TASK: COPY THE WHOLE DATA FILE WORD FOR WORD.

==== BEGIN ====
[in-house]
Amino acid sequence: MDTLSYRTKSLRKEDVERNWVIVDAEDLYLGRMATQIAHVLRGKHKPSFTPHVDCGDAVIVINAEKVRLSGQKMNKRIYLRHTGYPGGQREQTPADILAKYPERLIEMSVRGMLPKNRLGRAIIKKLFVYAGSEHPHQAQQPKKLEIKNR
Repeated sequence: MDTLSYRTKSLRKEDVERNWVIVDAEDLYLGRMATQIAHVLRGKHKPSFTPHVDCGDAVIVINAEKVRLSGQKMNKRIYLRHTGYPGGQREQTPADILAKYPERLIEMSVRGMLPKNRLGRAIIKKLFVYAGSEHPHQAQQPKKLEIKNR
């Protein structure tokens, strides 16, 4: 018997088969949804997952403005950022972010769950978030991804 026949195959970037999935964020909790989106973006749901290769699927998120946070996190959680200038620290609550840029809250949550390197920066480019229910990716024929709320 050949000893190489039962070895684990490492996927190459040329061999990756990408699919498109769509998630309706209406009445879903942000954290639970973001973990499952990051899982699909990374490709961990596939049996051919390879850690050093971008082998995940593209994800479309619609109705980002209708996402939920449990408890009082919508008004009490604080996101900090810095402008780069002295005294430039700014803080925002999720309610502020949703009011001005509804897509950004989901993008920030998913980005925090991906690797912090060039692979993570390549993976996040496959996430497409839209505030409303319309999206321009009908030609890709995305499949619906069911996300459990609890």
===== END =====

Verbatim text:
[in-house]
Amino acid sequence: MDTLSYRTKSLRKEDVERNWVIVDAEDLYLGRMATQIAHVLRGKHKPSFTPHVDCGDAVIVINAEKVRLSGQKMNKRIYLRHTGYPGGQREQTPADILAKYPERLIEMSVRGMLPKNRLGRAIIKKLFVYAGSEHPHQAQQPKKLEIKNR
Repeated sequence: MDTLSYRTKSLRKEDVERNWVIVDAEDLYLGRMATQIAHVLRGKHKPSFTPHVDCGDAVIVINAEKVRLSGQKMNKRIYLRHTGYPGGQREQTPADILAKYPERLIEMSVRGMLPKNRLGRAIIKKLFVYAGSEHPHQAQQPKKLEIKNR
């Protein structure tokens, strides 16, 4: 018997088969949804997952403005950022972010769950978030991804 026949195959970037999935964020909790989106973006749901290769699927998120946070996190959680200038620290609550840029809250949550390197920066480019229910990716024929709320 050949000893190489039962070895684990490492996927190459040329061999990756990408699919498109769509998630309706209406009445879903942000954290639970973001973990499952990051899982699909990374490709961990596939049996051919390879850690050093971008082998995940593209994800479309619609109705980002209708996402939920449990408890009082919508008004009490604080996101900090810095402008780069002295005294430039700014803080925002999720309610502020949703009011001005509804897509950004989901993008920030998913980005925090991906690797912090060039692979993570390549993976996040496959996430497409839209505030409303319309999206321009009908030609890709995305499949619906069911996300459990609890």